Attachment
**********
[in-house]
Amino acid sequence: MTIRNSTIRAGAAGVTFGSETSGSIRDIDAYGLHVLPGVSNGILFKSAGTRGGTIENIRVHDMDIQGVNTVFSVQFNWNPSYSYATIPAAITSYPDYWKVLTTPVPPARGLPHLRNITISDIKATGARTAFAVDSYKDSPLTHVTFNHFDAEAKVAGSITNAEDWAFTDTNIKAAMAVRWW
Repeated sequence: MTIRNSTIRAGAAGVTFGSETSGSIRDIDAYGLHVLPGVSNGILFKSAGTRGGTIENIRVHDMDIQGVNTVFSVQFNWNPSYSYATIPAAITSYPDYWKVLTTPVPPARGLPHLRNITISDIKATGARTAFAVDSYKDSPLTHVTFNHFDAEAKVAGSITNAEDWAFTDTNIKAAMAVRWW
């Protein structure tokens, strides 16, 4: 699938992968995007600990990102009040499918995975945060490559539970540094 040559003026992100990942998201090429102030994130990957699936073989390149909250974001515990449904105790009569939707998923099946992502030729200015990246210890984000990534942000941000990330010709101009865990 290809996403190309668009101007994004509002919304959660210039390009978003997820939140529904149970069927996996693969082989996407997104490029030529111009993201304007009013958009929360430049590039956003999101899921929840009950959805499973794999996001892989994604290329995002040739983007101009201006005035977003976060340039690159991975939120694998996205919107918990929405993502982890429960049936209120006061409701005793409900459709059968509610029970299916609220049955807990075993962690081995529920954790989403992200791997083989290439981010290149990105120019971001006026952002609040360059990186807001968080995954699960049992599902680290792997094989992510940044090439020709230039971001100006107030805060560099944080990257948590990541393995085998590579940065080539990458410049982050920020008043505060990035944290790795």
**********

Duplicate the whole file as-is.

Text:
[in-house]
Amino acid sequence: MTIRNSTIRAGAAGVTFGSETSGSIRDIDAYGLHVLPGVSNGILFKSAGTRGGTIENIRVHDMDIQGVNTVFSVQFNWNPSYSYATIPAAITSYPDYWKVLTTPVPPARGLPHLRNITISDIKATGARTAFAVDSYKDSPLTHVTFNHFDAEAKVAGSITNAEDWAFTDTNIKAAMAVRWW
Repeated sequence: MTIRNSTIRAGAAGVTFGSETSGSIRDIDAYGLHVLPGVSNGILFKSAGTRGGTIENIRVHDMDIQGVNTVFSVQFNWNPSYSYATIPAAITSYPDYWKVLTTPVPPARGLPHLRNITISDIKATGARTAFAVDSYKDSPLTHVTFNHFDAEAKVAGSITNAEDWAFTDTNIKAAMAVRWW
């Protein structure tokens, strides 16, 4: 699938992968995007600990990102009040499918995975945060490559539970540094 040559003026992100990942998201090429102030994130990957699936073989390149909250974001515990449904105790009569939707998923099946992502030729200015990246210890984000990534942000941000990330010709101009865990 290809996403190309668009101007994004509002919304959660210039390009978003997820939140529904149970069927996996693969082989996407997104490029030529111009993201304007009013958009929360430049590039956003999101899921929840009950959805499973794999996001892989994604290329995002040739983007101009201006005035977003976060340039690159991975939120694998996205919107918990929405993502982890429960049936209120006061409701005793409900459709059968509610029970299916609220049955807990075993962690081995529920954790989403992200791997083989290439981010290149990105120019971001006026952002609040360059990186807001968080995954699960049992599902680290792997094989992510940044090439020709230039971001100006107030805060560099944080990257948590990541393995085998590579940065080539990458410049982050920020008043505060990035944290790795």